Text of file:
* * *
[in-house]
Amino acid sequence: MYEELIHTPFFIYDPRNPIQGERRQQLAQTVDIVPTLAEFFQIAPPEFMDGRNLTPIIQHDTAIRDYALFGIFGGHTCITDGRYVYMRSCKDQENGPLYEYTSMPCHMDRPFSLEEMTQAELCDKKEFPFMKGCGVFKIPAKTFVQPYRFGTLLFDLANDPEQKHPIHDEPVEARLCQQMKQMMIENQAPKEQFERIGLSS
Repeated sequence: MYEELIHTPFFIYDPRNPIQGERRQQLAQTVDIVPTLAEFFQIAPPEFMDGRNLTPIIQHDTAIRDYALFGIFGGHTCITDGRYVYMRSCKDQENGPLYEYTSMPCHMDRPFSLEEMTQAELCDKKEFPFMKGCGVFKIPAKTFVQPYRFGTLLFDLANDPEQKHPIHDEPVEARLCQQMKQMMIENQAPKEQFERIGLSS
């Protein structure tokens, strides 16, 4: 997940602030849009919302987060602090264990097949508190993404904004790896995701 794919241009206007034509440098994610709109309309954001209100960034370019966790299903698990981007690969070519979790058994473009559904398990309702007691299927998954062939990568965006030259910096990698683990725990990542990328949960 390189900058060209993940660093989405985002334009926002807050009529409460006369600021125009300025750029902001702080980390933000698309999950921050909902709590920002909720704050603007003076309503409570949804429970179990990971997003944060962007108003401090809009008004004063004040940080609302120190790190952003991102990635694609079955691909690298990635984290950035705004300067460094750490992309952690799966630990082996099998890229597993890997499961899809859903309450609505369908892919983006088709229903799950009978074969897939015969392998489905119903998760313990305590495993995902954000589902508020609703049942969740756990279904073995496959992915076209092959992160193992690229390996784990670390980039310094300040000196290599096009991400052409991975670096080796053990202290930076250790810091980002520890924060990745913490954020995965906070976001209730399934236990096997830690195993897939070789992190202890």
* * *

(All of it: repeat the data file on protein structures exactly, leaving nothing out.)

[in-house]
Amino acid sequence: MYEELIHTPFFIYDPRNPIQGERRQQLAQTVDIVPTLAEFFQIAPPEFMDGRNLTPIIQHDTAIRDYALFGIFGGHTCITDGRYVYMRSCKDQENGPLYEYTSMPCHMDRPFSLEEMTQAELCDKKEFPFMKGCGVFKIPAKTFVQPYRFGTLLFDLANDPEQKHPIHDEPVEARLCQQMKQMMIENQAPKEQFERIGLSS
Repeated sequence: MYEELIHTPFFIYDPRNPIQGERRQQLAQTVDIVPTLAEFFQIAPPEFMDGRNLTPIIQHDTAIRDYALFGIFGGHTCITDGRYVYMRSCKDQENGPLYEYTSMPCHMDRPFSLEEMTQAELCDKKEFPFMKGCGVFKIPAKTFVQPYRFGTLLFDLANDPEQKHPIHDEPVEARLCQQMKQMMIENQAPKEQFERIGLSS
């Protein structure tokens, strides 16, 4: 997940602030849009919302987060602090264990097949508190993404904004790896995701 794919241009206007034509440098994610709109309309954001209100960034370019966790299903698990981007690969070519979790058994473009559904398990309702007691299927998954062939990568965006030259910096990698683990725990990542990328949960 390189900058060209993940660093989405985002334009926002807050009529409460006369600021125009300025750029902001702080980390933000698309999950921050909902709590920002909720704050603007003076309503409570949804429970179990990971997003944060962007108003401090809009008004004063004040940080609302120190790190952003991102990635694609079955691909690298990635984290950035705004300067460094750490992309952690799966630990082996099998890229597993890997499961899809859903309450609505369908892919983006088709229903799950009978074969897939015969392998489905119903998760313990305590495993995902954000589902508020609703049942969740756990279904073995496959992915076209092959992160193992690229390996784990670390980039310094300040000196290599096009991400052409991975670096080796053990202290930076250790810091980002520890924060990745913490954020995965906070976001209730399934236990096997830690195993897939070789992190202890």